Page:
Our results, as supported by the literature (Russell and Trigg 2004), indicate that an improvement in organizational climate is a more effective method for tackling SH than a restructuring of work crews. The hostile sexist attitude of both men and women in a crew was significantly associated with the presence of SH. Companies can expect to reduce SH by changing or neutralizing these attitudes. However, shifting these attitudes may be difficult to accomplish, as indicated by our finding that previous SH awareness training was not related to a decrease in reported SH. Similar poor efficacy of SH awareness training has been reported in prior research (Quick and MacFayden 2017), suggesting that improvements are needed to the structure and administration of awareness training for agricultural workers. Unless these changes are made, other organizational climate variables, such as the internal management of complaints and the overall social climate of a company (Jiang et al. 2014; Quick and MacFayden 2017), are more likely to be effective in reducing SH. There is still value in conducting training, as it has been shown to make women more likely to report SH and it makes workers more aware of what is (un)acceptable behavior (Macdonald 2012; Quick and MacFayden 2017). Since we did not collect details on which training programs the workers received, we cannot comment on the efficacy of one training program over another.
The study's results indicate that an improvement in organizational climate is a more effective method for tackling sexual harrassment than a restructuring of work crews. Photo: Monica Cooper.
SH and company performance
Harassed females reported lower job satisfaction and higher intention to quit their jobs, illustrating that SH is likely resulting in companies losing female workers and experiencing other negative effects (e.g., lower performance) associated with poor worker satisfaction. The same reduced outcomes were reported by male workers in crews where harassment was occurring, suggesting that SH may be impacting not only the targets but also the co-workers. Dissatisfaction among men as a result of SH thus also has the potential to negatively affect company performance.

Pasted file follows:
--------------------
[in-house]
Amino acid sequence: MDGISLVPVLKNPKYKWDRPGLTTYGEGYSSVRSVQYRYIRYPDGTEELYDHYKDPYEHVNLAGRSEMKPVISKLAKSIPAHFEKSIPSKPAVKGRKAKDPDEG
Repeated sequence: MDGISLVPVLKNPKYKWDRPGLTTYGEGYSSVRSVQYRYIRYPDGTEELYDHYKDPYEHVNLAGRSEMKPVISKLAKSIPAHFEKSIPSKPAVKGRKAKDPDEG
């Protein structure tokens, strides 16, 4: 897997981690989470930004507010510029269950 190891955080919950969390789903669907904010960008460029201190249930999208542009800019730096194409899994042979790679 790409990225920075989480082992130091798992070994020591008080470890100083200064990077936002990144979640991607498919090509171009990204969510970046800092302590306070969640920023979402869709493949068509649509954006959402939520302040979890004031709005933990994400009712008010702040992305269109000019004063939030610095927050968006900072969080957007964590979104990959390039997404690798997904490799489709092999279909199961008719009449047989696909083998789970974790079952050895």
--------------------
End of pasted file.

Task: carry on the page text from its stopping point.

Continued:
The challenge of SH
The current study demonstrated that workplace sexual harassment of female vineyard workers affects the well-being and retention of all workers in an agricultural sector where there is a paucity of quantitative data on the issue. Furthermore, this study illustrated that female workers in entry positions to the industry (young, seasonal) are most at risk of SH, illustrating that SH is a barrier for women seeking to enter the agricultural workforce. Thus, SH has the potential to significantly affect the stability of the labor pool in a time of labor shortage and to incur economic costs not only for workers but also for agricultural organizations seeking to train and retain stable work crews.
Incidence of SH in our study was lower than that previously reported for farmworkers, but our results should be treated with some caution; there may have been some underreporting due to our method of data collection and our relatively small sample size. This study also measured SH in one region (Napa County, Calif.) and one crop only, and incidence rates may not generalize to other agricultural regions and sectors. Workplace policies and practices that reduce or eliminate hostile sexist attitudes appear to have the most promise for reducing SH in agriculture. However, accomplishing these goals with limited resources and within a company's traditional organizational structure may be challenging. Future studies may seek to consider in more detail how organizational climate can be effectively addressed in the agricultural sector, the effectiveness of different SH awareness programs and the characteristics of perpetrators of SH towards women.